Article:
Rocket Lab's helicopter retrieval of a rocket booster could finally happen tomorrow
New Zealand and U.S.-based Rocket Lab has been trying for quite some time now to perform its first mid-air Electron booster capture for reusable spaceflight in a mission called "There and Back Again".
The company has ambitious plans to deploy a Sikorsky-92 helicopter to catch its Electron booster out of the sky as it glides down to Earth using a parachute. The mission will deliver 34 small commercial satellites to orbit and will launch from Rocket Lab's Pad A at Launch Complex 1 on New Zealand’s Māhia Peninsula.
A launch continuously delayed
But its launch has been continuously delayed.
Earlier this month, we reported how the first-of-its-kind launch was going to take place on Friday, April 19. That date was swiftly moved to April 22 but that also didn't happen! The firm then announced an April 28 launch but that also was canceled.
Now, Rocket Lab released a tweet this Friday saying it was targeting May 1 or May 2 for a launch. Better yet, Rocket Lab's website says the event will be live-streamed.
The weather has improved through the week, but the forecast is showing the best wind and cloud cover conditions a few days from now, so we’re targeting no earlier than 1 May UTC / 2 May NZST for launch. ???https://t.co/cQNxac5Dqd pic.twitter.com/2AlhnzoY0Y— Rocket Lab (@RocketLab) April 29, 2022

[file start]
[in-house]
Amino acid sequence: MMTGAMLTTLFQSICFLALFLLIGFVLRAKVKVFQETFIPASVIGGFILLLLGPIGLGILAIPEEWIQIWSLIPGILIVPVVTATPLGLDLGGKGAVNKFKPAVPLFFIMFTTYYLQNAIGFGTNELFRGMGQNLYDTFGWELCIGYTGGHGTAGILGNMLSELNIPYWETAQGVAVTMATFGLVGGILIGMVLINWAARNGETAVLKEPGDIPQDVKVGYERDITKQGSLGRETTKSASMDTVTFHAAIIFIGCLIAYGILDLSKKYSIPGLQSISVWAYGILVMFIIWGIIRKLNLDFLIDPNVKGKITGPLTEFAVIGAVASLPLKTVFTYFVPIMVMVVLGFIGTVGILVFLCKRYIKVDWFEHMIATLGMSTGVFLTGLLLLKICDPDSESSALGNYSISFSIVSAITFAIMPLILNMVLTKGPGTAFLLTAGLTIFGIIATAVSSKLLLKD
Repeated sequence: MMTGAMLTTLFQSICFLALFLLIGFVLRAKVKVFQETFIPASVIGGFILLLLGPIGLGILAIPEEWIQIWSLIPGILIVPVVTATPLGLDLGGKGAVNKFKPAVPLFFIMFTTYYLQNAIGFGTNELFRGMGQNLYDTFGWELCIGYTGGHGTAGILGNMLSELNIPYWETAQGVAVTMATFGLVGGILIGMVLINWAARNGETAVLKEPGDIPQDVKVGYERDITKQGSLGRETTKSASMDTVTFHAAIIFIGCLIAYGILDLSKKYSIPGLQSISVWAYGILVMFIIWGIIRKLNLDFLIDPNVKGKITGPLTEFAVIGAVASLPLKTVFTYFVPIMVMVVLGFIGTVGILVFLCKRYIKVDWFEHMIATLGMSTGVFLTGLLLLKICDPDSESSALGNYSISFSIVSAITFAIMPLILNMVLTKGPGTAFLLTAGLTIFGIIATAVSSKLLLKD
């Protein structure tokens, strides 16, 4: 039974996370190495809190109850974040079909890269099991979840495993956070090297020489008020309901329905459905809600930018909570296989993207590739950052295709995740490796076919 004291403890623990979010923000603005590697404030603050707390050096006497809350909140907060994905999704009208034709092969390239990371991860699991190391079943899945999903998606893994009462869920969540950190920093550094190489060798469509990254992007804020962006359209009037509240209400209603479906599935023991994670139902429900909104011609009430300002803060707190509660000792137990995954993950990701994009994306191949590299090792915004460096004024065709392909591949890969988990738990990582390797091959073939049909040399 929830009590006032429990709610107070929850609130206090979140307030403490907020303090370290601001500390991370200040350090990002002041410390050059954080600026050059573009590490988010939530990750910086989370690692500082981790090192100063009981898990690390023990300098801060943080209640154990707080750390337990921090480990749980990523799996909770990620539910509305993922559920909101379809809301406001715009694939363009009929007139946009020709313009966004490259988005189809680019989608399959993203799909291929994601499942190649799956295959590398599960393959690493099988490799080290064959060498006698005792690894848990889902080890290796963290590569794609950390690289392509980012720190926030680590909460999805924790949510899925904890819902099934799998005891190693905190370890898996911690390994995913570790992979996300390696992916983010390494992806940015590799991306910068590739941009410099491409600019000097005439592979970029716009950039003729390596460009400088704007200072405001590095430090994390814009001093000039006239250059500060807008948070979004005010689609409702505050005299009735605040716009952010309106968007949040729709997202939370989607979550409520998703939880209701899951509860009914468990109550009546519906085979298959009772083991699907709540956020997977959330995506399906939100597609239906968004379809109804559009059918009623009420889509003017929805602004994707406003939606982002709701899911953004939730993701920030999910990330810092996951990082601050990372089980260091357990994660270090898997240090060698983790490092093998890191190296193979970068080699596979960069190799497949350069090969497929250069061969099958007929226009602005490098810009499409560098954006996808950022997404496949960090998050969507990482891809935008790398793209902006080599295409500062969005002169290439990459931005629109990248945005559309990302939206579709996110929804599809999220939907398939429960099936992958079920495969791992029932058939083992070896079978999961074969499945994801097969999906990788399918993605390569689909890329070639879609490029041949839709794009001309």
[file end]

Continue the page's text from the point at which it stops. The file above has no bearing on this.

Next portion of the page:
"A live broadcast of the mission will be made available at approximately T-20 minutes to launch. We will attempt to provide a live view of the catch from the helicopter, but due to the remote location where the capture will take place, we do expect some video loss," reads the website.
An extraordinary mission
One thing is for sure, when Rocket Lab does manage to complete its mission it will be nothing short of extraordinary. The logistics of the mission are as follows:
The company's Electron booster will avoid disintegrating on re-entry thanks to the addition of heat shielding for this mission, added to protect it from temperatures of roughly 2,400 °C. As it nears the Earth's surface, the rocket will deploy two parachutes that will slow it down to 22.3 mph.
This is when a Sikorsky S-92 helicopter hovering at the landing zone will approach the booster and use a grappling hook to capture it as it glides down to sea level. If this sounds like a tricky maneuver to get right, it's because it is, making the mission all that more impressive. Could this be the future of space travel?
We had the chance to speak to Dr. Stiavelli, the head of NASA’s James Webb Space Telescope project